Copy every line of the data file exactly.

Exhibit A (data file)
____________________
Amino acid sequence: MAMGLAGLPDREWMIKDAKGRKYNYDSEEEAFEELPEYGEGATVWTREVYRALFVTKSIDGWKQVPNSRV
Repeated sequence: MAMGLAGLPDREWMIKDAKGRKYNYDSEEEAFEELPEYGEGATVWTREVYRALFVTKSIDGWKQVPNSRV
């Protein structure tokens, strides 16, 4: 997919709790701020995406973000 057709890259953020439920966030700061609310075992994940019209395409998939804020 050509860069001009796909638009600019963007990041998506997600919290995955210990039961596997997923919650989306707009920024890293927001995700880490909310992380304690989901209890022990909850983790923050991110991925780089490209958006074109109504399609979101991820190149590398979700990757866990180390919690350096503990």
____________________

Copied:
Amino acid sequence: MAMGLAGLPDREWMIKDAKGRKYNYDSEEEAFEELPEYGEGATVWTREVYRALFVTKSIDGWKQVPNSRV
Repeated sequence: MAMGLAGLPDREWMIKDAKGRKYNYDSEEEAFEELPEYGEGATVWTREVYRALFVTKSIDGWKQVPNSRV
């Protein structure tokens, strides 16, 4: 997919709790701020995406973000 057709890259953020439920966030700061609310075992994940019209395409998939804020 050509860069001009796909638009600019963007990041998506997600919290995955210990039961596997997923919650989306707009920024890293927001995700880490909310992380304690989901209890022990909850983790923050991110991925780089490209958006074109109504399609979101991820190149590398979700990757866990180390919690350096503990």